Figuring Out an Ongoing Mystery

I've written multiple times that seasons 1 and 2 are my favorite seasons of Supernatural. Now I think I'm finally figuring out the primary reason why. It's because in the first two seasons of the show, Sam is the chosen one. Everything bad that's happening to the brothers is all about Sam. He was born with an important destiny. Okay, so the same idea was used throughout seasons 4 and 5 as well, but it was different. It wasn't just Sam who had the great destiny. It was Dean as well. It was like the writers felt sorry for Dean because Sam got so much attention in the first two seasons, so they gave him some great important task to complete so he wouldn't get jealous. Well it didn't work for me. There can only be one chosen one. After season 2, Sam was no longer the only one who was special, and I didn't care for that.

A Lifelong Attraction to the Trope

Maybe it's my Christian upbringing. After all, I've spent my life going to church once a week to celebrate the world's most famous chosen one. And Jesus is not the only story in the Bible of someone who was destined for greatness from the day he was born. There's also David. And Moses. Samuel. Isaac. Again, the list goes on and on. So maybe my love of these types of stories comes from my belief that God has a plan. That he calls us to do great things in the world.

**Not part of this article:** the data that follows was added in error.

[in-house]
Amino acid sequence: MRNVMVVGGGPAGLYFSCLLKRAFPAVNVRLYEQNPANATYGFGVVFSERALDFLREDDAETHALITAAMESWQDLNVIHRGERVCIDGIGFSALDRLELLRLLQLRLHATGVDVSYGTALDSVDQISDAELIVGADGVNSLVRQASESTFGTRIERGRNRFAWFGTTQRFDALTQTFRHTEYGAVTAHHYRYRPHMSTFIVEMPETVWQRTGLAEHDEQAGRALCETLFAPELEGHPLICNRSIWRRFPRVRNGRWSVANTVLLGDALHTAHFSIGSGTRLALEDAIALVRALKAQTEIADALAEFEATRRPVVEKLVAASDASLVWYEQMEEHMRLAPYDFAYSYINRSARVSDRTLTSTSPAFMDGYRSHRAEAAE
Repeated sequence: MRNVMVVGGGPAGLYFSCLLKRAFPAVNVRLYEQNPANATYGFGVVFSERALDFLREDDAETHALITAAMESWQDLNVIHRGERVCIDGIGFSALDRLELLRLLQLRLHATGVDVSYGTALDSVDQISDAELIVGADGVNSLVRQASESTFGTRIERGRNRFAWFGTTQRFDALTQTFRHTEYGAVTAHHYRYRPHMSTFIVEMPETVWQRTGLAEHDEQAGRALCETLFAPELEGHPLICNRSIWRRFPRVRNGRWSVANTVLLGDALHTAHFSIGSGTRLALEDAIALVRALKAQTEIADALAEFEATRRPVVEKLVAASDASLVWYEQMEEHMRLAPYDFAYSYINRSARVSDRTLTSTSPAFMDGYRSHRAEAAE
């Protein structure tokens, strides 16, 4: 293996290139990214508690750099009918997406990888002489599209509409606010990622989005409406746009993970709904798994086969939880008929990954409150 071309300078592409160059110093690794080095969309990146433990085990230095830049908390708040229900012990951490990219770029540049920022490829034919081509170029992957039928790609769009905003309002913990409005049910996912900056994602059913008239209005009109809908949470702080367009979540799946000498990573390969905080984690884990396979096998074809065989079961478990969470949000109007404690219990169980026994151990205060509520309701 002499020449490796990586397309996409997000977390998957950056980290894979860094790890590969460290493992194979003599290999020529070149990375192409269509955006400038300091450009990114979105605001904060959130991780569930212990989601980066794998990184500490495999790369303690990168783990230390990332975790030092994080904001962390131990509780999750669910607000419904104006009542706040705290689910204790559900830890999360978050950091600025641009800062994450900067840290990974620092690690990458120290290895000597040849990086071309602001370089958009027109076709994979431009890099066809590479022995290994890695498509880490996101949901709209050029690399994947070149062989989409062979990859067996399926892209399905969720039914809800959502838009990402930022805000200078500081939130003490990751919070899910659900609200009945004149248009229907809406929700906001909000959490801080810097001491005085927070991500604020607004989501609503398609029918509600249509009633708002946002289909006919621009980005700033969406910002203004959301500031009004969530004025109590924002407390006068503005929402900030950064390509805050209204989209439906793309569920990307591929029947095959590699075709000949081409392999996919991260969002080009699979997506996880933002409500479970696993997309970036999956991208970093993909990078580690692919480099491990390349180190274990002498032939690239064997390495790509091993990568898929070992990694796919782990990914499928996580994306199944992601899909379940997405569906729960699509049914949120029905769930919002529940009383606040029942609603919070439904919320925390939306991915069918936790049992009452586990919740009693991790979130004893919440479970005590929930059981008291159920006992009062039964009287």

I could also be wishing that I had some important destiny awaiting me, so when I see that destiny achieved, by someone who in the beginning is just an average guy, in a book or movie, I get to live vicariously through that character and that feels good. Who knows. I just know I like it.

My Own Version of It

I think this comes out to some degree in my own writing. Though I've never written the "reluctant hero saves the world" trope, still the heroes in my stories are the only people who are able to resolve the conflict. David in Amelia's Children is the only one who can solve the murder mystery because he has a psychic connection to the killer. Damian has to be the one who defeats the bad guys in Primogénito because he is the firstborn son of a firstborn son, and that is how the magic is passed down in his family. Road to Yesterday may deviate from this format a bit, but still there's the idea that the entire purpose of Alex's life is to save the life of his brother in the wake of a devastating car accident. Of course, the ending goes off in a slightly different direction, but the hint of the chosen one trope is still there.

So there you have it. My dark little literary secret. Do you have one of your own? I'd love to read about it in a comment.


Thursday, June 8, 2017

What Made 70s Movies Look So 70s? Part 2: Some Answers!

Years of Wondering

I encourage you to read the previous post I wrote on this topic, where I discussed everything I already knew about 70s movies, but lamented that there was this whole set of information out there that I had been unable to find. Basically, my lingering questions revolved around the use of cameras and film. Was there something different about the shooting process in the 70s that gave the movies their distinctive look? I had done numerous Google searches which had all turned up nothing. Then I finally stumbled upon some real answers.